Sometimes I wonder, do we all have a carrot story within us? Do we eat enough of them? Do we give them the love and attention they so rightly deserve? When I lived on the Upper East Side and I was actually making enough money to eat, each morning on my way to substitute teach, I’d buy a plastic cup full of freshly made carrots juice. They were displayed in ice bins outside the bodega a door away from my apartment. This nourishment brightened my day, gave me strength and sharpness and the ability to dodge books, verbal insults and desks flaying my way.

Thank you to the many carrots I ingested those golden days of youth.

Sweet Carrot Love

Boil a few cups of water, add a cup of raisins and then take this off the heat.

Cut some fresh carrots into Batons (thick strips that look like French fires) or cut them anyway you like. When I make this I use baby whole carrots with a bit of their green tops still attached, they look very sexy this way.

Heat a sauté pan with a small amount of sunflower seed oil or grape seed oil or whatever oil you like, I just wouldn’t use olive oil because it wouldn’t work with this recipe.

Place the carrots in the hot pan and move the pan around, flipping the carrots and smiling at them. Then think how marvelous and orange they are and smile some more. Now let them just sit in the hot oil for a few moments.  Drain those raisins. Go back to the carrots and sprinkle them lightly with allspice not so much that people taste allspice, but just a hint. Now add to this, to be fancy, large grain Italian sea salt (regular salt is fine too). When the carrots start to brown on one side, add the raisins add a cup of white wine. I like to use a Sauternes (French sweet wine, I like sweet things on my carrots, they go so well.) Reduce it.  I like my carrots firm and crunchy, if you like yours soft add more wine and reduced and cook until you like them. At the very end before removing them from the pan, add a few slabs of butter (I love Irish Butter) and swirl the carrots in that and serve.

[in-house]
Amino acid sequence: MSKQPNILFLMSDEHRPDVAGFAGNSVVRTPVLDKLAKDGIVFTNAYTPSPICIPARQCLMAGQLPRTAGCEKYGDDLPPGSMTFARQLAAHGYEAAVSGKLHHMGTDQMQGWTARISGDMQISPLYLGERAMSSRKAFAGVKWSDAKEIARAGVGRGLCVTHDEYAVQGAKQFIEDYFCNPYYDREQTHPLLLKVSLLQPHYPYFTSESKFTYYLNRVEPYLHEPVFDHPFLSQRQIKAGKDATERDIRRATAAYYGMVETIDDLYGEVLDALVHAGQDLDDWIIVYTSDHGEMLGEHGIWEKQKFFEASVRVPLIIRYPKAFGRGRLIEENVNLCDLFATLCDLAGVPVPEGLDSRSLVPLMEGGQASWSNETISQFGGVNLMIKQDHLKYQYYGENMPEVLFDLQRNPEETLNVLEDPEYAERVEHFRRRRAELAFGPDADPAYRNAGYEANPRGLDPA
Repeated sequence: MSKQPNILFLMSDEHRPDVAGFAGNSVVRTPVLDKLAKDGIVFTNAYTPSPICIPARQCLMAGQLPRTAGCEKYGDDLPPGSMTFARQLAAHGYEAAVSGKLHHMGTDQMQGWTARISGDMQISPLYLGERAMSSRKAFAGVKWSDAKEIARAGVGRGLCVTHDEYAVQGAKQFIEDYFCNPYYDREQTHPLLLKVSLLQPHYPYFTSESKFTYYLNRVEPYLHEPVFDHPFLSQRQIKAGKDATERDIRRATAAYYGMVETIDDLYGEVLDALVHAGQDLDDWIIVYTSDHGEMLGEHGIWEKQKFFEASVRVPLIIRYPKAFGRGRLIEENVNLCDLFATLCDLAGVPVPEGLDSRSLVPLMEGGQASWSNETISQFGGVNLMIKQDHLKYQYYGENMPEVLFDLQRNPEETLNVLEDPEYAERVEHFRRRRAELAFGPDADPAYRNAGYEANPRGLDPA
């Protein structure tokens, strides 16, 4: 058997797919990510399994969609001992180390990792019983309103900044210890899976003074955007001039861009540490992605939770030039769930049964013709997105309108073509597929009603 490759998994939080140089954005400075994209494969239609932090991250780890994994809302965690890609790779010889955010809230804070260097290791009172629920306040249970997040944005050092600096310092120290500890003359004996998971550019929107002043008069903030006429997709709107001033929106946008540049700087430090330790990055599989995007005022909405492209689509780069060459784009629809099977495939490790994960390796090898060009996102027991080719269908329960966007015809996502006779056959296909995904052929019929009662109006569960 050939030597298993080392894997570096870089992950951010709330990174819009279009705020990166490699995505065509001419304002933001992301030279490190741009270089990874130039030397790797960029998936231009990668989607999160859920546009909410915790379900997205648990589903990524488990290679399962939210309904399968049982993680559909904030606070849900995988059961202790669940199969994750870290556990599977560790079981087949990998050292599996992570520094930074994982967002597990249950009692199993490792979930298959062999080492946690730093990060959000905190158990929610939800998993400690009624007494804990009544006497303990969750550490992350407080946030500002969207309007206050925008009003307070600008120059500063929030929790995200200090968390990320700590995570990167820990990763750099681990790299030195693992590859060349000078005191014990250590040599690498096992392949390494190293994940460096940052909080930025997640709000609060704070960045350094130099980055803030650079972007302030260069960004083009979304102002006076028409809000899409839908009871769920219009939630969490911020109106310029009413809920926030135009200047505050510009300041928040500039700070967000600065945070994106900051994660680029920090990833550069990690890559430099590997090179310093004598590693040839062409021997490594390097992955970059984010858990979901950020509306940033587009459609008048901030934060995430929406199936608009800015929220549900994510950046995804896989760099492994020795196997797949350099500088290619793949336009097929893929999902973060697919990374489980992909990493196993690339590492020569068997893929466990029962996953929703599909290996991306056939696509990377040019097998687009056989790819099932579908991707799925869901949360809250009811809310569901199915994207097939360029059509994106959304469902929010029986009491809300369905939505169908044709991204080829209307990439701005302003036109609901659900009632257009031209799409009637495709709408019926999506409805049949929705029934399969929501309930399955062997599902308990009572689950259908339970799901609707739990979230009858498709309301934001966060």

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About johncpicardi

Welcome to my blog. I am the author of the novel Oliver Pepper's Pickle and the published plays The Sweepers and Seven Rabbits on a Pole, both plays have been produced off Broadway and around the US. I am a graduate of Johnson & Wales University where I majored in Culinary arts. I have a BA from The University of Massachusetts and an MFA from Carnegie Mellon University. This blog is about food and food memories and every other fantastic and scrumptious thing to do with it. My appetite and passion for food is large and runs deep, sometimes its indulgent and wild and other times wholesome and simple, often humorous and always immeasurable. I grew up outside of Boston and spent many hours of my childhood in front of the TV watching Graham Kerr (The Galloping Gourmet) and Julia Child prepare all kinds of luscious meals that would make my mouth water. Other days I’d follow my mother and two grandmothers around their simple, tidy kitchens as they busily prepared hearty fragrant meals, hand-cut pastas, preserved fruits and vegetables, baked yeasty breads, spicy cookies and frosted lopsided cakes. I was there by their side asking questions and helping where needed and there were plenty of times I was ordered to leave if I was in their way. It was a given that by the time I graduated High School I would be going off to Johnson & Wales University to study Culinary Arts. Those years were fine and good. I loved the hands on creativeness of cooking whether it be the simple lesson of washing a sink full of colorful salad greens, trussing a chicken or peeling a gorgeous carrot or the complicated lessons of making a French Country Pate or Julia Child’s Cassoulet or making Brioche, it all thrilled me and my dream had arrived!
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10 Responses to Sweet Carrot Love

  1. I love purple carrots! I buy bags of multicolored carrots at Hannaford and make beautiful, veleety, savory chunky carrot soup.

    And this is one of my favorite carrot recipes of all time:

    Madhur Jaffrey’s Gujerati Carrot Salad

    Take a bunch of carrots and peel and grate them. Heat a dollop of oil in a skillet (I use toasted sesame oil), and when it’s nice and hot, sprinkle in a tablespoon of black mustard seeds. Let them heat up for 15 seconds or so then add the oil and seeds to the carrots, then a sprinkling of salt and a little lemon juice, and mix.

    Like

  2. jblphoto says:

    Congratulations, my first “Like” on a blog ever. 🙂 I am highly impressed and amused by your tribute to the carrot as well as your passion about food in general!

    Like

  3. jblphoto says:

    Thank you, I totally will! Your recipe-stories are pretty inviting. Finally a fun way to work through recipes. 🙂

    Like